Most kites use thin sheet material for their sails. It is well known,
however, that this is not the most efficient lifting surface, and aircraft
wings invariably have a pear-drop cross section which causes the air passing
over the top to travel further than the air passing underneath, so producing
a reduction in air pressure above the wing with minimal turbulence.
Aircraft use rigid structures but these would be far too heavy
to fly as a kite in reasonable wind speeds.
The solution is the parafoil kite, invented in 1963 by Domina Jalbert of
Florida. An aerofoil shape is created as a structure inflated by
wind entering vents in the front.
Normally, no spars are used.
Triangular flares sewn into the underside improve stability, to which the
multi-legged bridle is attached. Some models are flown with a drogue to help
stabilise them, even though this compromises the high efficiency of the
Parafoils are extremly efficient and can be made in a large range of sizes
by altering the size and number of cells. In the larger sizes they are
capable of lifting enormous loads and need to be treated with considerable
respect. Here is a
good size one and here are
for another (in French).
The cross section of a parafoil is that of an aerofoil with the rounded
front chopped off to form the vent. This causes drag, which can be
reduced by restoring the rounded front, into which are then sewn patches
of gauze or mesh to form the inlets.
The upper and lower panels are often made from a single piece of
ripstop wrapped over the internal ribs, and so construction is harder
than for a standard parafoil.
As already mentioned, crosswinds and gusts can destabilise a parafoil, in
the worst case, causing it to deflate and fall to the ground. Pressure
differences from cell to cell cause subtle changes in the aerofoil shape and
this, together with the lack of any rigid structure, can cause variations in
the angle of attack across the kite, leading to instability. These problems
are addressed in a variant of the parafoil invented in
the late '60s by Steven Sutton, a Canadian parachutist. His design differs
in several subtle but important respects. The front vents are larger, and
vents are introduced in the rear of the centre cells and the vertical ribs
separating the cells, allowing a continuous flow of air through the kite.
Additionally, vents are made in the upper and lower surfaces. These
modifications are designed principally to equalise pressure, with the vents
in the upper and lower surfaces acting as inlet or exhaust vents according to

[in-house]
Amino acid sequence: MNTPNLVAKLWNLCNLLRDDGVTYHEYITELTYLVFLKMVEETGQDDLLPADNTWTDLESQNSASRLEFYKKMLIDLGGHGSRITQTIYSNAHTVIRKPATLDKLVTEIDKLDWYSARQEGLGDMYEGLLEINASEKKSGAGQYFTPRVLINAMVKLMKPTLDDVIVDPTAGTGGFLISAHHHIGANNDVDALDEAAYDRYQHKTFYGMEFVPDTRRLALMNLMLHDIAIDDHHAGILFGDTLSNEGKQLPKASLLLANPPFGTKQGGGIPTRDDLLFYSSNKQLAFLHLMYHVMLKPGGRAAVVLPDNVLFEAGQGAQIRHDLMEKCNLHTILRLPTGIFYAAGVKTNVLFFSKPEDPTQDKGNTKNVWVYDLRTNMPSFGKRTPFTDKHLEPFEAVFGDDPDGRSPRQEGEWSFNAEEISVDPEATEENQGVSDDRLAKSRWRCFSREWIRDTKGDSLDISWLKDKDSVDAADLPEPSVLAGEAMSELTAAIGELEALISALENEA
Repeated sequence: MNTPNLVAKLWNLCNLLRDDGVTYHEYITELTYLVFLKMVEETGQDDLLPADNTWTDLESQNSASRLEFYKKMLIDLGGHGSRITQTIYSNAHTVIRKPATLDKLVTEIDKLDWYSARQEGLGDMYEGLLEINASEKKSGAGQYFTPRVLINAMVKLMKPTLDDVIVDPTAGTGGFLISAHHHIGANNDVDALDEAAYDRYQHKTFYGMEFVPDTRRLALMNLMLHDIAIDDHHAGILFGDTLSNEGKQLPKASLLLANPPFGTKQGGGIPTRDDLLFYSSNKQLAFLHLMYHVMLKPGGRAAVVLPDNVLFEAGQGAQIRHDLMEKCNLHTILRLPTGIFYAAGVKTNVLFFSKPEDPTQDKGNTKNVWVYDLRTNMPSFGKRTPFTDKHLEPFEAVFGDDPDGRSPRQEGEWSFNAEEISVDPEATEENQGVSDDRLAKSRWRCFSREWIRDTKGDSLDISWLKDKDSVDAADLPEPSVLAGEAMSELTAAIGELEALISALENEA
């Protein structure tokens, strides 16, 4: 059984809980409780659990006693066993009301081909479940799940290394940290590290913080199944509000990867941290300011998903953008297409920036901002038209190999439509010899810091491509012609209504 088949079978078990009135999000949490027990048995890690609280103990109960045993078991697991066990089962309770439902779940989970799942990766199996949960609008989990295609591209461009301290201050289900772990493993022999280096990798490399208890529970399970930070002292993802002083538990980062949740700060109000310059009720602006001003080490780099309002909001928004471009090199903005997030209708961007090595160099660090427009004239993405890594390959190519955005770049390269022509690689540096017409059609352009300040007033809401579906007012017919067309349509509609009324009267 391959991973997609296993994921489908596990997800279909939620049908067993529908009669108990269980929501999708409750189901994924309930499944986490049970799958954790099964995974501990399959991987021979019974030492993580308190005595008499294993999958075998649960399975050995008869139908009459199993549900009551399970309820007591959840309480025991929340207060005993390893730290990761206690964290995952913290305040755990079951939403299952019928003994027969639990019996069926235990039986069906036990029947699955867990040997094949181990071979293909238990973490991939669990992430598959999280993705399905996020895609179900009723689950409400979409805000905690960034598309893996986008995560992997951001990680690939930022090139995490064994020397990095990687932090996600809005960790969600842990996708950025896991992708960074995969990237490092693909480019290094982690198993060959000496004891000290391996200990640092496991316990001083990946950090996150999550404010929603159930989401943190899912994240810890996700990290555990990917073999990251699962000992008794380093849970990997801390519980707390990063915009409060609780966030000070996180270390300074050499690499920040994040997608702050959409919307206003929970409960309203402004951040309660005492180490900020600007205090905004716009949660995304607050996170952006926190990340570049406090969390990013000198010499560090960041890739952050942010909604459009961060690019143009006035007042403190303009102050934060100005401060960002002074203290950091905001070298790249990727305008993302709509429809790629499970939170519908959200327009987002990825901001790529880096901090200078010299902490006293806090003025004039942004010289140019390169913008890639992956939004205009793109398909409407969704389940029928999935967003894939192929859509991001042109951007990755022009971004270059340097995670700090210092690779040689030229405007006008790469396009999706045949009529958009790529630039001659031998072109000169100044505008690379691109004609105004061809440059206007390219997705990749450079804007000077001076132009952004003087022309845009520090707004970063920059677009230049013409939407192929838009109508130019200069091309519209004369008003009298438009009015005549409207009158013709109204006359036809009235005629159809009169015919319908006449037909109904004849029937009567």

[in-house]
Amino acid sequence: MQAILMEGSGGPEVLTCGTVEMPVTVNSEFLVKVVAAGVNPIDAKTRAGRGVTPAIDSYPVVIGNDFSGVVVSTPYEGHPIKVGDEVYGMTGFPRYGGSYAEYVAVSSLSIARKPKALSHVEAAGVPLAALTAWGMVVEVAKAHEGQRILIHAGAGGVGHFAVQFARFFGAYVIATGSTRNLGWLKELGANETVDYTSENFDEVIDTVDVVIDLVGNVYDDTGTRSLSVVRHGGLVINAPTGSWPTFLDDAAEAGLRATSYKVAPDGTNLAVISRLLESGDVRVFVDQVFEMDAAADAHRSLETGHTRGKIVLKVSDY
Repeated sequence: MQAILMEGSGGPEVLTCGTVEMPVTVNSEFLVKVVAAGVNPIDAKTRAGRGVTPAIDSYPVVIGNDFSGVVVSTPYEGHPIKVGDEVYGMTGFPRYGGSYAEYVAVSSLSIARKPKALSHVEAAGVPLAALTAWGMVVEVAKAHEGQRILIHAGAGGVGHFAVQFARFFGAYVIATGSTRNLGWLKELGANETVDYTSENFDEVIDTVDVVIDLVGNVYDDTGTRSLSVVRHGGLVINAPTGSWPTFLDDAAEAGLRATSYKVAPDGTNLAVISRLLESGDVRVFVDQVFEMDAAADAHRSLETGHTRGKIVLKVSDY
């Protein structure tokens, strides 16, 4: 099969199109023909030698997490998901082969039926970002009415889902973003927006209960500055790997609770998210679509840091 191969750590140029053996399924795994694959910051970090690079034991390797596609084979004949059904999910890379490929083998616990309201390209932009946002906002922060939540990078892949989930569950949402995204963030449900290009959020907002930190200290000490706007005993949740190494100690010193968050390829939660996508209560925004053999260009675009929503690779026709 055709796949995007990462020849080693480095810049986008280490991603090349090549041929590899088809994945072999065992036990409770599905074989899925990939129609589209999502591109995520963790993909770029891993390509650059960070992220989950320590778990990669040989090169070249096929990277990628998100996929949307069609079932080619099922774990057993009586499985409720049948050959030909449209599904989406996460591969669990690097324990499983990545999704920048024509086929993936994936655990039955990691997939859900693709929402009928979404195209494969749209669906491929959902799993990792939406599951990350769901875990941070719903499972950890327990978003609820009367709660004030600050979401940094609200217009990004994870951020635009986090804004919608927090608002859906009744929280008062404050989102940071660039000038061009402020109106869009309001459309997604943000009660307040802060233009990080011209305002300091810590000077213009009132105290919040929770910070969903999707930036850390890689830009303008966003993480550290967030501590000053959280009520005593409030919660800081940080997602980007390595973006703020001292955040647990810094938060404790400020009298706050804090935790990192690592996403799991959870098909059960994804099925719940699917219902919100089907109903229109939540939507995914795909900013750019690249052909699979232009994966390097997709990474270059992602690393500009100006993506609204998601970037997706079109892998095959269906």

local conditions. Furthermore, the vents in the upper surface help to delay
stalling at high angles of attack, making the flowform easier to launch and
rock-steady in a wide range of winds.
Visually, the flowform differs little from a standard parafoil, the key
distinguishing feature being the vents in the rear of the central cells, which
appear like a bite out of the trailing edge. In some models, this is
very deep, giving the whole kite the appearance of a molar.
The vents in the upper and lower surfaces can also be seen if you look
Here is a
picture of a flowform.
are given by Carl Crowell, or a more detailed
is available but only in French.
Or, you can find full constructional details in
Rowlands (But check the
before you go too far.)
Another variant of the parafoil is the inflatable kite,
in which a standard parafoil is sculptured into some "fun" shape. One
of the best known of these is "Martin's legs". Designed by Martin Lester,
this looks in flight like a lower torso, consisting of a parafoil with
two extended cells to form the legs, which kick entertainingly in the wind.
In the same vein, many other creations have taken to the sky (with
greater or lesser alacrity), limited only by the imagination and ingenuity
of the designer.
Here's a collection of Martin Lester's
body parts flying together. New Zealander Peter Lynn has
long been famed for his kites of many types, from kids' kites to world
record holders. Here's his
kites webpage contains pictures of his Trilobite, as well as the
MegaBite and Mega-Ray with effective areas of over 600 sq m! Some of
these are so large that on a sunny day, the solar heating effect warms
the air inside them so much that they hardly need any wind to fly.
But what happens when your luck runs out with one of these big kites?
Read about the
Disaster, and you won't know whether to laugh or cry! Then there
A few years ago I ventured to ask on rec.kites how on earth you would
set about designing one of these monster kites. I got this brilliant
from Steve Lawrie. It starts out serious but ends up highly entertaining.
Plans by Bernhard Malle are available for an
octopus after Peter Lynn's.
Rowlands is a good source of
plans and general advice on parafoils, flowforms and inflatables.
Eden also have plans for parafoils.
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Copyright © 1999 Philip Le Riche